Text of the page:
In the Roaring ’20s, the Dow Jones Industrial Average jumped 500% from August 1921 to September 1929. It then plunged 48% from Sept. 3 to Nov. 13, 1929. To many, that seemed like a reasonable correction of the 1920s exuberance. The economy was fully employed and growing rapidly, and most looked forward to more expansion and higher stock prices. Only days before the crash, prominent economist Irving Fisher said that “stock prices have reached what looks like a permanently high plateau” and the market was “only shaking out of the lunatic fringe.”
Also, a 48% stock drop wasn’t exactly unique. The Dow fell 48.5% from Jan. 19, 1906, to Jan. 7, 1907, in conjunction with the Panic of 1907. Still, the economy didn’t collapse and stocks steadily recovered to close at the Dow’s old high by the end of 1909. If it hadn’t been for what followed, the 1929 Crash would probably have been recorded as just one more correction in the wild stock markets at that time. Despite the widespread interest in equities back then, only 10% of Americans owned equities in the 1920s, according to the Federal Deposit Insurance Corp.
So stocks rallied 48% until April 17, 1930, representing a 52% retracement. But as the Great Depression unfolded, stockholders bailed out or were sold out. The Dow fell steadily until July 8, 1932, notching an 86% swoon and a drop of 89% from the September 1929 top.
In parallel, the S&P 500 jumped 400% from March 9, 2009, to Feb. 19, 2020. Then fear of the coronavirus deflated the index by 34% through March 23. But as investors anticipated the virus being brought under control and the effects of massive monetary and fiscal stimulus, the S&P 500 jumped 32% through April 29, offsetting 53% of the earlier loss.
This looks like a bear market rally, similar to that in 1929-1930, with an additional 30% to 40% drop in stocks to come as the deep global recession stretches into 2021. In contrast, many look for a V-shaped economic rebound, with a sharp recovery starting in the second half of 2020. A Bloomberg survey of economists foresees the economy contracting 3.7% this year before expanding 3.8% in 2021, far above the 2.3% growth rate in the previous expansion.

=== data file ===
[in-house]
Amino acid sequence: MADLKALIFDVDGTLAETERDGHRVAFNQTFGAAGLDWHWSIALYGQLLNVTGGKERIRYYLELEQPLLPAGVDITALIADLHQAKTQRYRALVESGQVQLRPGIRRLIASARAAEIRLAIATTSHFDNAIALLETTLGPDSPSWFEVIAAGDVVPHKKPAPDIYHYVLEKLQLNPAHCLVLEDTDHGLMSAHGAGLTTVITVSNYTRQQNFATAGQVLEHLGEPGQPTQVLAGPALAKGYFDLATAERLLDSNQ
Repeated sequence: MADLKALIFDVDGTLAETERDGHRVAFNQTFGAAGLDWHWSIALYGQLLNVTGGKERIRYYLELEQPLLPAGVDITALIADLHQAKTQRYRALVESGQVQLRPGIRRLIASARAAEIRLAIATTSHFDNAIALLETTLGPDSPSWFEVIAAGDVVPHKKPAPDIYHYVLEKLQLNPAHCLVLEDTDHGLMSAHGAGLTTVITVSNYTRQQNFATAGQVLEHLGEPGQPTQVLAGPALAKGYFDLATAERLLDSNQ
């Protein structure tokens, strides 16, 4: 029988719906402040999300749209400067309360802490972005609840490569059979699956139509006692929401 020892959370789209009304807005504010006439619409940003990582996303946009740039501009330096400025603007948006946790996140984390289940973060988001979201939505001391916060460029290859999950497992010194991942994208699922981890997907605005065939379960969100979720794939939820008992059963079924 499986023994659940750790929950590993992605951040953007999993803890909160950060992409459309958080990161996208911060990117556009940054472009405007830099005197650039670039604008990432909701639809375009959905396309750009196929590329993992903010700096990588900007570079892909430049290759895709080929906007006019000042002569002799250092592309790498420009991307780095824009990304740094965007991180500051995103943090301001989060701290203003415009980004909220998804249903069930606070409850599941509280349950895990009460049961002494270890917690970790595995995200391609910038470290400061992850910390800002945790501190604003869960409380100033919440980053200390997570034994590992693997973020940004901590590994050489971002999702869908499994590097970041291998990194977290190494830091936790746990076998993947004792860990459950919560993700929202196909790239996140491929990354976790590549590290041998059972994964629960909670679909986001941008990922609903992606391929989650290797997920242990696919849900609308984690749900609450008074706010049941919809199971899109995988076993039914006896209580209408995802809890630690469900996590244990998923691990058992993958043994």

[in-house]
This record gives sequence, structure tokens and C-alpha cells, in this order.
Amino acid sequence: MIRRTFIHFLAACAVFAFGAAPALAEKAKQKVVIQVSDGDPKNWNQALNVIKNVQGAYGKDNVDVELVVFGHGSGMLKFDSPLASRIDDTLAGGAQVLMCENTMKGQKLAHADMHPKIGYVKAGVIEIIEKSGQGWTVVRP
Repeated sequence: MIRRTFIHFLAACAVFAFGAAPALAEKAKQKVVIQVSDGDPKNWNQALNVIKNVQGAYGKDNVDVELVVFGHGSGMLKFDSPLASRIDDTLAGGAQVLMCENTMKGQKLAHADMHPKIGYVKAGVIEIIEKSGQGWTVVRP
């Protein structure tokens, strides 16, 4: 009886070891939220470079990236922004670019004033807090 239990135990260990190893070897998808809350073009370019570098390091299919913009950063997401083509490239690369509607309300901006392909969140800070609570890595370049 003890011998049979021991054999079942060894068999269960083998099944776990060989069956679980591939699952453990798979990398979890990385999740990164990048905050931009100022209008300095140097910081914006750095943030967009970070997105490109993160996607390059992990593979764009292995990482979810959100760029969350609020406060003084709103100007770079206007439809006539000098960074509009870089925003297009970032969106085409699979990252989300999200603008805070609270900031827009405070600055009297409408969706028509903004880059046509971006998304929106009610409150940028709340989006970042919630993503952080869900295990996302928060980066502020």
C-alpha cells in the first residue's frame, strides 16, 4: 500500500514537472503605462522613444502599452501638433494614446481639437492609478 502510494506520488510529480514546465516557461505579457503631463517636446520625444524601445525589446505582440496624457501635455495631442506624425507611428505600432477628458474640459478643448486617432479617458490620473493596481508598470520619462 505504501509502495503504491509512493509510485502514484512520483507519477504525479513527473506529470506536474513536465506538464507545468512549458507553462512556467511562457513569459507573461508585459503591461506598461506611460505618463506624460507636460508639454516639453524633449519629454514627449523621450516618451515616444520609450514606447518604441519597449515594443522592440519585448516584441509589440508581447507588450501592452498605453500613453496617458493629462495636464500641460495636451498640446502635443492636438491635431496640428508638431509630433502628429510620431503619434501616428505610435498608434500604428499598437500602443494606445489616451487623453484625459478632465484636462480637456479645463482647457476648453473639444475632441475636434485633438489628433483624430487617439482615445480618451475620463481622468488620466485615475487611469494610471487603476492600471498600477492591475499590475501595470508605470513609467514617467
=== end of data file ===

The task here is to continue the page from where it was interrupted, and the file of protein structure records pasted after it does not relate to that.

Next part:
But bear markets that accompany recessions last about 11 months, far longer than the recent slump. According to Bank of America analysts, the U.S. stock market has never reached its bottom in less than six months after falling more than 30% in the face of a recession.
The gigantic monthly and fiscal stimulus employed so far, with more to come, are unlikely to offset the massive disruption of the coronavirus pandemic. Recall that after the Great Recession, the Federal Reserve’s decision to cut its benchmark interest rate to essentially zero coupled with the huge quantitative easing did little to spur the economy, which grew at the slowest rate of any post-World War II expansion. Ditto for the gigantic 2009 tax cuts, rebates and massive federal spending, which together amounted to 6% percent of gross domestic product.
The total decline in stock wealth I foresee will knock 2.8% off consumer spending. This pandemic is likely to be the most disruptive financial and social event since World War II, with equally long-lasting consequences. Many will no doubt restrain spending in future years to rebuild savings, especially since the crisis caught them at a time of high debts and short financial reserves. A Fed study found that 40% don’t have enough cash on hand to cover an unexpected $400 expense.
A widespread economic revival is unlikely until a vaccine and widespread testing are available. Reestablishing supply chains will also be a slow process. And, as seen with China’s reopening, a lack of demand from domestic and foreign customers slows the revival. The lack of international coordination to fight the coronavirus also suggests a long recession.
In the world we foresee of slow economic growth and massive debt overhang, every country wants to export more to promote its local economy and none are zealous for imports. So global supply will continue to exceed worldwide demand, resulting in an even bigger savings glut and making chronic deflation a serious probability. In the last two decades, consumer prices in Japan have fallen in most years and, as a result, real GDP growth has averaged just 1.1%.
A. Gary Shilling is president of , a New Jersey consultancy.